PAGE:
A Year of War and Peace+ Day 21

In which Russian nobility fights over a dead man’s treasure and we see that such riches will only serve to enslave them


War and Peace — Book One, Part One

Chapter Twenty-One

There was now no one in the reception room except Prince Vasíli and the eldest princess, who were sitting under the portrait of Catherine the Great and talking eagerly. As soon as they saw Pierre and his companion they became silent, and Pierre thought he saw the princess hide something as she whispered:

A Year of War and Peace — Day 21

Turn your back on it

Clarissa Explains It All

In Samuel Richardson’s Clarissa the eponymous tragic hero of the novel finds herself in a situation where she must either betray her family or betray her heart. Her family, the Harlowes, seeking that ever elusive ladder to upward social mobility within the sclerotic world of Georgian Britain, desire to marry her off to a man in trade for some of that man’s property which will, in turn, finally empower the Harlowes to join the ranks of the British aristocracy. Clarissa is skeptical. She doesn’t share her family’s conviction that wealth and class distinction leads to any sense of sustainable well-being. “Happiness and riches,” she writes to her friend about the marriage proposal, “are two things, and very seldom meet together.”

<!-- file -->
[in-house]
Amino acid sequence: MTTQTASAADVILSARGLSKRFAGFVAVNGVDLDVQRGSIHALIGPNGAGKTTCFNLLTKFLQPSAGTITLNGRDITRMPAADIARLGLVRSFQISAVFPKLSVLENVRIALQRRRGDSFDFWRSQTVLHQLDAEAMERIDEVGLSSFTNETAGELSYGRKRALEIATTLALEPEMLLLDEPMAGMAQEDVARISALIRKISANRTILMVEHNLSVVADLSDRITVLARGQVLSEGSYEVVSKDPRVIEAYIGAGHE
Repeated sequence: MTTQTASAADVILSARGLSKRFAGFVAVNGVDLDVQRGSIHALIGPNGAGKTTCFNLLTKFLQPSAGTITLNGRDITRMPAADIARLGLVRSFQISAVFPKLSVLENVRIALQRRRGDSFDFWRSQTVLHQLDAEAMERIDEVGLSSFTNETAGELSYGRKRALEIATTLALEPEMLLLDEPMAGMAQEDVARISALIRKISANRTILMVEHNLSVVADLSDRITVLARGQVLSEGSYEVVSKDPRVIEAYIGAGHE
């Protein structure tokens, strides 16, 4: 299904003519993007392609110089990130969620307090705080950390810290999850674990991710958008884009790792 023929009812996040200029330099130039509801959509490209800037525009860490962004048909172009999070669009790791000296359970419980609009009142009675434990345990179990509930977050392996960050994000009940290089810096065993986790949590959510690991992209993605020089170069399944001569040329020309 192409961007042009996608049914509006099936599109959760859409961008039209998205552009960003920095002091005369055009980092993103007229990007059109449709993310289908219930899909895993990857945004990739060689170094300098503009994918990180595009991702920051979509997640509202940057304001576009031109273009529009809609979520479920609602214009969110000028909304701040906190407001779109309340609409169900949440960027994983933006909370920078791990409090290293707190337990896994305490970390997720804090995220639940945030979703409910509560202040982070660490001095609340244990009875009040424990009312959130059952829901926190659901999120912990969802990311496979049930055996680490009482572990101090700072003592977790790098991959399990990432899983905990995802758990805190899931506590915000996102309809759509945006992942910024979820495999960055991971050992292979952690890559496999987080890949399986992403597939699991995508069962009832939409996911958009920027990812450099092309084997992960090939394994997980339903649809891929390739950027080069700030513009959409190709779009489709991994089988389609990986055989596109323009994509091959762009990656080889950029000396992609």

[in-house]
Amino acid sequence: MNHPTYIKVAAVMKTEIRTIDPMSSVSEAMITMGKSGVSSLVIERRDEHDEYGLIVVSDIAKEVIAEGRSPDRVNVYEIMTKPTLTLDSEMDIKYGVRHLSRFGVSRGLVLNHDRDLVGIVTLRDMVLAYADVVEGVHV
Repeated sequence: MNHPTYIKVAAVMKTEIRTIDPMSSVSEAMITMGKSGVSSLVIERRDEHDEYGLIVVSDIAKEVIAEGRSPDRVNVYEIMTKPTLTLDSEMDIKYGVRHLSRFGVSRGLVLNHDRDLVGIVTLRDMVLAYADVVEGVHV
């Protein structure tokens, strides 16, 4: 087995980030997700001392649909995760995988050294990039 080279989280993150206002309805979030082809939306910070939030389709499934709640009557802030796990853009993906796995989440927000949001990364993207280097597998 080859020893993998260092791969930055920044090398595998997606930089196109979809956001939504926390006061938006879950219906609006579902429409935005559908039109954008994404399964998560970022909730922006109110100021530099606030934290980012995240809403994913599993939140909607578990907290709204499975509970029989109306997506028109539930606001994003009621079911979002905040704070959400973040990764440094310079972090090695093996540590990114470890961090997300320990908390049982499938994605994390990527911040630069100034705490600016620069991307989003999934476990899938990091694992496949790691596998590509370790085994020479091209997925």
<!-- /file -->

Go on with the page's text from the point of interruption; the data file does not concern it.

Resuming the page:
Daily Meditation

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